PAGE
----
RSoft Application Gallery Note: Modeling a Traveling Wave Mach-Zehnder Modulator (TW-MZM)

Tool Used: OptSim Circuit

This OptSim Circuit application note provides an example of how to model a Traveling Wave Mach-Zehnder modulator (TW-MZM) using discrete photonic integrated circuit (PIC) elements. The schematic is shown in Figure 1.

OptSim Circuit TW-MZM schematic

Figure 1: OptSim Circuit TW-MZM schematic

The layout is comprised of bidirectional PIC elements such as two traveling wave optical phase shifters, optical splitter and combiner with user-defined power ratio. Each traveling wave phase shifter has an optical waveguide and a surrounding electrical transmission line introducing change in the waveguide’s refractive index and propagation loss. The interaction between the electrical and optical signals is distributed along the propagation direction. The waveguide’s thermal behavior (and hence modulator) is modeled via derivative of effective index, parameter VπL, and propagation loss as functions of temperature1.

The performance of the TW-MZM depends on the match between the effective index of the optical waveguide and the electrical transmission line. A perfect match results in a nearly infinite bandwidth, while a 10% mismatch heavily affects performance as shown in Figure 2.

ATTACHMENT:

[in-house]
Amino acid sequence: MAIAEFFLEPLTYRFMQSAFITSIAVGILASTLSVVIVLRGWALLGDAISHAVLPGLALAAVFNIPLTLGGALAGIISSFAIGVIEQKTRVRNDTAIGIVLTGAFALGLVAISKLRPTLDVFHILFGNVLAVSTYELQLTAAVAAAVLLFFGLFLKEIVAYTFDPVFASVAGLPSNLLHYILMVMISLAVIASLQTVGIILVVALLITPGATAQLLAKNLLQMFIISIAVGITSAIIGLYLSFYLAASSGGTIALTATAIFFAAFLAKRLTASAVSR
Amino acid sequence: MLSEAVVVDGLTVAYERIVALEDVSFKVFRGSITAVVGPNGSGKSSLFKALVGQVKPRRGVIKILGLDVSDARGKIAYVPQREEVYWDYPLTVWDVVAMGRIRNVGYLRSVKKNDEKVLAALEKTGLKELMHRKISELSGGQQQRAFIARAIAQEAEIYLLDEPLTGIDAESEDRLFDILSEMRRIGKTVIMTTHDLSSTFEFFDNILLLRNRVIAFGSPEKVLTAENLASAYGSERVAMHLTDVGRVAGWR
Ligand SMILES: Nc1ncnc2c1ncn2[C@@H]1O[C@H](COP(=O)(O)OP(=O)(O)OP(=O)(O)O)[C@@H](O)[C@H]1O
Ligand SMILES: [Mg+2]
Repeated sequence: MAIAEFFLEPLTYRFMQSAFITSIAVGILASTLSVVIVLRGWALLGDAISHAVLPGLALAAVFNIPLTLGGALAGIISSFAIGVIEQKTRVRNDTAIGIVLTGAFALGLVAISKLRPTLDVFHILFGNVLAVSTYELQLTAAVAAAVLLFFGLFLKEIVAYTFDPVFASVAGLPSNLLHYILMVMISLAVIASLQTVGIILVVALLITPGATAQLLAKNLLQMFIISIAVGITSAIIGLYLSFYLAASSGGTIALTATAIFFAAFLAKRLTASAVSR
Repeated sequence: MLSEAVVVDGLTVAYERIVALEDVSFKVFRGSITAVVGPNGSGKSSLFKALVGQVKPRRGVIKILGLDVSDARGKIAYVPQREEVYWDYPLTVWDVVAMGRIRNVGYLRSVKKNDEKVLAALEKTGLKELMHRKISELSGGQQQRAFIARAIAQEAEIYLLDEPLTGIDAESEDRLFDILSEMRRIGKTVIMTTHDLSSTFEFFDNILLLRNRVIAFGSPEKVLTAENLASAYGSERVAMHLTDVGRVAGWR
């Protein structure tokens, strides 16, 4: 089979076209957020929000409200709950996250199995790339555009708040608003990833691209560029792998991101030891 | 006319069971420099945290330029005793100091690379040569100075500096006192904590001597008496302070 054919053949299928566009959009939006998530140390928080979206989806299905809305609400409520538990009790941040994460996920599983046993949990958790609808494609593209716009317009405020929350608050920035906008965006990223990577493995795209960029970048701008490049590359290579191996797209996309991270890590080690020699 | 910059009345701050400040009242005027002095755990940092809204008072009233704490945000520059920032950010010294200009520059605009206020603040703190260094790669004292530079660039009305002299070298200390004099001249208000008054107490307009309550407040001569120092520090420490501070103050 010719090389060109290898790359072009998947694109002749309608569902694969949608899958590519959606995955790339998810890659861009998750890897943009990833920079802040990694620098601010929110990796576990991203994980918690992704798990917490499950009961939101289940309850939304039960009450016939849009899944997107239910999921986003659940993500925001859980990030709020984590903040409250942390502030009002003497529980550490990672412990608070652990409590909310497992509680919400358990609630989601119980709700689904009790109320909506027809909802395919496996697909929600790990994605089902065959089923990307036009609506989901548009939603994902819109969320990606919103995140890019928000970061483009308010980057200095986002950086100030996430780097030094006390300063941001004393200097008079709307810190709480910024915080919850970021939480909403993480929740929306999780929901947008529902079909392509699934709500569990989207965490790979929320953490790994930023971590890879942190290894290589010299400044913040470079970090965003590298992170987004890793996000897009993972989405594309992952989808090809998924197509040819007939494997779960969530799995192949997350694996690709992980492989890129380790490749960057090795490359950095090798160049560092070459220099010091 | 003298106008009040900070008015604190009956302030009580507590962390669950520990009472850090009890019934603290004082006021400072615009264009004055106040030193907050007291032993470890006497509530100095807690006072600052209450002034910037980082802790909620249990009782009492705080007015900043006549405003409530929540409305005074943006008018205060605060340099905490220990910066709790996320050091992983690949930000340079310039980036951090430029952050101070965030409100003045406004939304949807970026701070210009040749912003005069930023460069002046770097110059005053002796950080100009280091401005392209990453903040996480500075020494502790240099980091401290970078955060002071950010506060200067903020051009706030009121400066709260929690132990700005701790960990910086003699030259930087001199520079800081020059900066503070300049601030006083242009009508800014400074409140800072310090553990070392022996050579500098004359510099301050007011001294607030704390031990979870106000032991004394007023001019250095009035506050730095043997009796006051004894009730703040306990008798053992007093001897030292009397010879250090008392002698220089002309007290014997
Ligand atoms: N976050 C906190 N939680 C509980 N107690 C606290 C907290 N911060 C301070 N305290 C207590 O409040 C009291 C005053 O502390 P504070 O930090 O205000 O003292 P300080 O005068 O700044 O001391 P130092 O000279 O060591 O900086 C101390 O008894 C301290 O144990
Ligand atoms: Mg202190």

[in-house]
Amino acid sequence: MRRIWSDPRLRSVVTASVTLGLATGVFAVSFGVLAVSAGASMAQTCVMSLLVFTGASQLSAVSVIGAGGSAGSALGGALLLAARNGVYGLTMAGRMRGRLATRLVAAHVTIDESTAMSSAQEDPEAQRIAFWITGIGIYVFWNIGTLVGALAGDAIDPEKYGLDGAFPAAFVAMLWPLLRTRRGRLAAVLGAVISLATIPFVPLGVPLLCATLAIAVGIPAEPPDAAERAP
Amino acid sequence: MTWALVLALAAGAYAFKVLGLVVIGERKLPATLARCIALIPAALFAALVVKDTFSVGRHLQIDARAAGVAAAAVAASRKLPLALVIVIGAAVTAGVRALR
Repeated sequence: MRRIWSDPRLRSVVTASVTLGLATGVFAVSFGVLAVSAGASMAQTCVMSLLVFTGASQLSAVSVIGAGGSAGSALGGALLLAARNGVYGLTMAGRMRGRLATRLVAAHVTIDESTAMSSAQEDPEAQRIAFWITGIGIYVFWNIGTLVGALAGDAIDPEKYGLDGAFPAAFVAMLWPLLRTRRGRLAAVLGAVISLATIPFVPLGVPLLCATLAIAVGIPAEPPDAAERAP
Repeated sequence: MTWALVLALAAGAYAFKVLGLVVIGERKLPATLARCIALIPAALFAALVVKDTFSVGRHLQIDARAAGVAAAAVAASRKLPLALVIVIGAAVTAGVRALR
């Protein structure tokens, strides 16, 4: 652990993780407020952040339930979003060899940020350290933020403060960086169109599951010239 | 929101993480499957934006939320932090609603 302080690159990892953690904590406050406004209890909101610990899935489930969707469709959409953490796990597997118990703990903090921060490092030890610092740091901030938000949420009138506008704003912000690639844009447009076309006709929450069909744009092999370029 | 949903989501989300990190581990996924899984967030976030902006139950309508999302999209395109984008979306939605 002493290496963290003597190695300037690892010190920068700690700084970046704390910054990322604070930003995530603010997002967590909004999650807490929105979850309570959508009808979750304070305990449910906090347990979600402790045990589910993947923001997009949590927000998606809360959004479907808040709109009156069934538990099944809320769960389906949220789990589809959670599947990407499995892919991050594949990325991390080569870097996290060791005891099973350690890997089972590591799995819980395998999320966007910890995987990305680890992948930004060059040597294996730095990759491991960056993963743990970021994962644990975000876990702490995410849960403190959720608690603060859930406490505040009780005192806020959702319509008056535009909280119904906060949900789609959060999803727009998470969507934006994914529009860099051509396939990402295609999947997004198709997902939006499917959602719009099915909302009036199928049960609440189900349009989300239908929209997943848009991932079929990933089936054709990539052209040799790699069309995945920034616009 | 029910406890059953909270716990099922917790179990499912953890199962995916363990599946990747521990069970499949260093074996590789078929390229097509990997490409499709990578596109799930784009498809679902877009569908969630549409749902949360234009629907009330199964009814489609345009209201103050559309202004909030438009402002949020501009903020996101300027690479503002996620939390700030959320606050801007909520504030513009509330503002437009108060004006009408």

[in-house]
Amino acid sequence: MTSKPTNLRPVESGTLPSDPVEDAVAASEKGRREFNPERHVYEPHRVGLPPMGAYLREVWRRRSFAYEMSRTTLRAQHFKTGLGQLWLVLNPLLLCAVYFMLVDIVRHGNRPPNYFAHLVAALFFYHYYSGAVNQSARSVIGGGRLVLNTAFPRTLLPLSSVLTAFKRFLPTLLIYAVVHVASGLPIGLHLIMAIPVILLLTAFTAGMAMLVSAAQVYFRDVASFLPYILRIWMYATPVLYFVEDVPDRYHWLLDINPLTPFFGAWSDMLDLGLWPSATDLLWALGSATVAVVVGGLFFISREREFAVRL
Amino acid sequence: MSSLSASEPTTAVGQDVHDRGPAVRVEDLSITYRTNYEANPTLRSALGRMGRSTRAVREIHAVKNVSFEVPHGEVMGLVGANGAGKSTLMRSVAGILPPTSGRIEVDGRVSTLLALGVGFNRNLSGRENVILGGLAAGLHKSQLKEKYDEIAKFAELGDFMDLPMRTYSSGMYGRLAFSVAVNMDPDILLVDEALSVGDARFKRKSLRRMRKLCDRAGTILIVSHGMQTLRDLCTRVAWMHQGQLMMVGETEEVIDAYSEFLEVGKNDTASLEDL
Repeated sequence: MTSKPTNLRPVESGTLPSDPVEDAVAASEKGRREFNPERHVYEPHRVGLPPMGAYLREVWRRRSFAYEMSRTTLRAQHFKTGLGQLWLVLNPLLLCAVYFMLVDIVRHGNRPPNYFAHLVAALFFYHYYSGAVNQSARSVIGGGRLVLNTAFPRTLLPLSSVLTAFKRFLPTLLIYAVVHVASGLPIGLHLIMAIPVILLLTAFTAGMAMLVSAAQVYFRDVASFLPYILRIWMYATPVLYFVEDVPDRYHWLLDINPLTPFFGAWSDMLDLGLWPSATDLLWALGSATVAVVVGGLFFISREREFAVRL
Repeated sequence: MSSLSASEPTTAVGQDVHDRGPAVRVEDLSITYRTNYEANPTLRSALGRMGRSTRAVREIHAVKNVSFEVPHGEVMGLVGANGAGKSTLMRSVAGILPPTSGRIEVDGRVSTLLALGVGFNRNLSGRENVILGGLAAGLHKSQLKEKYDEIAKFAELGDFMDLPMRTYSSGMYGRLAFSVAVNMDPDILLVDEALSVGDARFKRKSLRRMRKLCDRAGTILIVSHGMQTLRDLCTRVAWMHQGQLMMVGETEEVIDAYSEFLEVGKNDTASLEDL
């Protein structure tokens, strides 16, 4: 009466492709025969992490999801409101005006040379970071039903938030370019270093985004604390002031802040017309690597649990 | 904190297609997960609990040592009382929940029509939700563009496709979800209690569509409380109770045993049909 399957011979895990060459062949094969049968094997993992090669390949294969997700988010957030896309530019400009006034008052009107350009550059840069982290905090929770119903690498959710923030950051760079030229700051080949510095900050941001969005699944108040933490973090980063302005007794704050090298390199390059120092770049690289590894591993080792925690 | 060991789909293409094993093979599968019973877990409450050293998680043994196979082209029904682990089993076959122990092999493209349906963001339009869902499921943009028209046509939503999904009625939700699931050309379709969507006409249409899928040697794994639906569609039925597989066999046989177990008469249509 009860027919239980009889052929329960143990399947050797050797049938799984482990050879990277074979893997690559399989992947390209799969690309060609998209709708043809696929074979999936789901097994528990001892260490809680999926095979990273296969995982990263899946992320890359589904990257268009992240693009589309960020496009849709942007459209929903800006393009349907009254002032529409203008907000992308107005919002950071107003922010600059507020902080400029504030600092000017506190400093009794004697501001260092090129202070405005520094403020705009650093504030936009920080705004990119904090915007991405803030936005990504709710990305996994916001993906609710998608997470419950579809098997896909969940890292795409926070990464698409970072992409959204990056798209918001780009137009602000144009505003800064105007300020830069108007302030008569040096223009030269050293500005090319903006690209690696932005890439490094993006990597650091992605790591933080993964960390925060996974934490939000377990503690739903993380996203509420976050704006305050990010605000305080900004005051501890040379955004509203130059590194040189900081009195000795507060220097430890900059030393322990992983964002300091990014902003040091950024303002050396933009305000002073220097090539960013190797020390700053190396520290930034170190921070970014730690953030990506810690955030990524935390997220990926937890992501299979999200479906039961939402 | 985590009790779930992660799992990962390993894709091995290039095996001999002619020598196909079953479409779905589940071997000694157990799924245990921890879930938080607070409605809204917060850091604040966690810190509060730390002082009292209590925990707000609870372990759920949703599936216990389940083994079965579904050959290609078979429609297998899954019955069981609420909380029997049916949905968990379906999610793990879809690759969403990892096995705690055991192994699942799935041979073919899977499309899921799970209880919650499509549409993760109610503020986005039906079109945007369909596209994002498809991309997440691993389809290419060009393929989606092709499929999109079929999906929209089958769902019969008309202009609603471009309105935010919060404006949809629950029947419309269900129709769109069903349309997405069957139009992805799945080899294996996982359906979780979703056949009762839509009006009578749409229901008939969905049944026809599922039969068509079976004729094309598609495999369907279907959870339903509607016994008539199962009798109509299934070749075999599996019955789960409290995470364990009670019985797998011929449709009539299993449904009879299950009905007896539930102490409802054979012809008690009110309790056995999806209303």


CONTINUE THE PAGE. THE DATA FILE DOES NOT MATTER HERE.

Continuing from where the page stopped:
Impact of Mismatch

Figure 2: Impact of mismatch between the effective index of the optical waveguide and the electrical transmission line on the received eye diagram

The microwave circuit for the traveling wave electrode connections is composed of a transmission line, a first impedance between the generator and the phase shifter electrode, and a second impedance between the phase shifter electrode and the load. Any mismatch in these impedances creates electrical microwave reflections originating from the load to the circuit and adversely affects the overall bandwidth of the TW-MZM, as shown in Figure 3.

Bandwidth narrowing

Figure 3: Bandwidth narrowing due to increasing (top left to lower right) amount of mismatch in the impedances of traveling-wave electrodes of the modulator

OptSim Circuit allows you to set up realistic and complex traveling wave MZM devices with realistic effective indices, driving microwave circuits and load impedances.

Reference

1 Hongtao Lin, Okechukwu Ogbuu, Jifeng Liu, Lin Zhang, Jurgen Michel, and Juejun Hu, “Breaking the energy-bandwidth limit of electro-optic modulators: Theory and a device proposal,” Journal Of Lightwave Technology, vol. 31, no. 24, December 15, 2013, pg. 4029-40